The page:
Tinderbox Forum

TB as a repository of graphic files


(Jason Romney) #1

[Admin edit: I added some line breaks to assist legibility - no censure implied]

Folks, this is a simple question (but multipart) about whether it is prudent to use TB in a certain manner before I go ahead and invest time to do so. I read newspapers online, routinely capturing a screenshot of articles that interest me. The capture takes the form of a cropped screenshot on the iPad that snaps the story as it appears in the e-version of the newspaper. The e-version of the mastheads that I use, copy how the publication looks in the paper version in a special iPad app distributed by the newspaper publisher. As a result of this practice, I have hundreds, perhaps thousands of articles that I’ve accumulated over time, stored in the Apple Photos application. I’m proposing to export all of these and then progressively import them into TB notes - with appropriate metatagging - to enable retrieval and also establish cross reference links to allow the captured articles to be overlaid with a metadata structure that will help me tap them for my research purposes.

Apologies for this lengthy preamble. My questions are:

  1. Can TB maintain its speed and stability when fairly large graphic files are imported into notes at scale (up to thousands)

  2. Can notes have a newspaper article - in graphic form - dragged into them and display the full graphic, or a selected part of a graphic, in a TB map?

  3. Is there any ability to further annotate a graphic that is contained in a TB note after the graphic is dragged into the note?

  4. What kind of speed performance degradation - if any - would be expected as the number of notes containing a graphic increases - say at the 100, 1000, 3,000 and 5000 marks?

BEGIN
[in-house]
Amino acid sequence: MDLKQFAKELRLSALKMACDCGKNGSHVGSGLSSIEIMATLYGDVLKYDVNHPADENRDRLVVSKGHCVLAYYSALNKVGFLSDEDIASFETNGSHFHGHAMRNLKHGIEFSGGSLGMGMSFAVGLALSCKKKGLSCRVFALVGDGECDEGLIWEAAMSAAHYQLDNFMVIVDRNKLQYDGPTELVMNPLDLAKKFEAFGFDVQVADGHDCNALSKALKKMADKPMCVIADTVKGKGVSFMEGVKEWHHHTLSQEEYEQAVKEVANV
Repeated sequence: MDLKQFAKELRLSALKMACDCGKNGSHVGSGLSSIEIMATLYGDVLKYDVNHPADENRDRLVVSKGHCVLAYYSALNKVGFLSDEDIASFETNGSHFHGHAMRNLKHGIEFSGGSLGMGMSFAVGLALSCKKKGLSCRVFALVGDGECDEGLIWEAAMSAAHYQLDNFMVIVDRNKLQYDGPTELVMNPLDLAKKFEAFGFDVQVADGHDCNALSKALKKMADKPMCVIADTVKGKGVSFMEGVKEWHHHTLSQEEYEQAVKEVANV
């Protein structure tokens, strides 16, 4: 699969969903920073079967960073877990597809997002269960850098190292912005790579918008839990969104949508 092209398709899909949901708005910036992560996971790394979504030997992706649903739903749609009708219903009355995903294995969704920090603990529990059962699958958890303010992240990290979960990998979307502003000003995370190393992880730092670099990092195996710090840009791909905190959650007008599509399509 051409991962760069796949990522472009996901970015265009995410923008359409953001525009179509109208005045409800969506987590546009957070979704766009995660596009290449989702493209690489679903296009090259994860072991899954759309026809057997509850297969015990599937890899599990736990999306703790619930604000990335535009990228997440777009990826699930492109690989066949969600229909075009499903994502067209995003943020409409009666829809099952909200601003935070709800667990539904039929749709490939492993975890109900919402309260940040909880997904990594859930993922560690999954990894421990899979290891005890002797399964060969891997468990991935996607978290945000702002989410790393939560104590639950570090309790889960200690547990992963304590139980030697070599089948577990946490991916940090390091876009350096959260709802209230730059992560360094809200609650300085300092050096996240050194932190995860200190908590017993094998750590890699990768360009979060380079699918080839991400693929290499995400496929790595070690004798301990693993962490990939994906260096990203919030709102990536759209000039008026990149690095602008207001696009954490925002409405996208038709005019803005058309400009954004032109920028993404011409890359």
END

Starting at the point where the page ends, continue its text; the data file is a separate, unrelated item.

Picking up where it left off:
5. Can a group of notes containing newspaper article graphics at different points in a map be selected to print out (displaying the full attached graphic for each note, when printed)?

  6. what ability exists to influence the layout (eg note arrangement) when the notes with the newspaper article graphics attached that are displayed in an onscreen map, are printed?

  7. Are the graphics that are dragged into a note all stored in an OSX folder somewhere that can be accessed via the OSX Finder, separately from access through TB?

  8. If a graphic that is attached to a note, is accessed via OSX Finder and edited (eg some yellow highlight applied to relevant passages) outside of TB, will TB “refresh” the version of the graphic attached to the note in TB to reflect the editing update (where the editing is done in Apple Preview or similar graphic editor)?

  9. If a graphic capture of a newspaper article is OCR’d, will tinderbox allow the editable text to be highlighted and copied from within the graphic when it is attached to a TB note?

  10. Is there a way to have TB read the date at which the graphic was captured from the graphic’s file metadata and automatically insert that into a tag attribute of the note that becomes the graphic’s home when the graphic is dropped into the TB note?

  11. If an OCR is done for a newspaper graphic, is it possible for TB to apply its neural processing to recognise, say, the name of companies mentioned in the newspaper article and extract those to the relevant tag attribute of the note?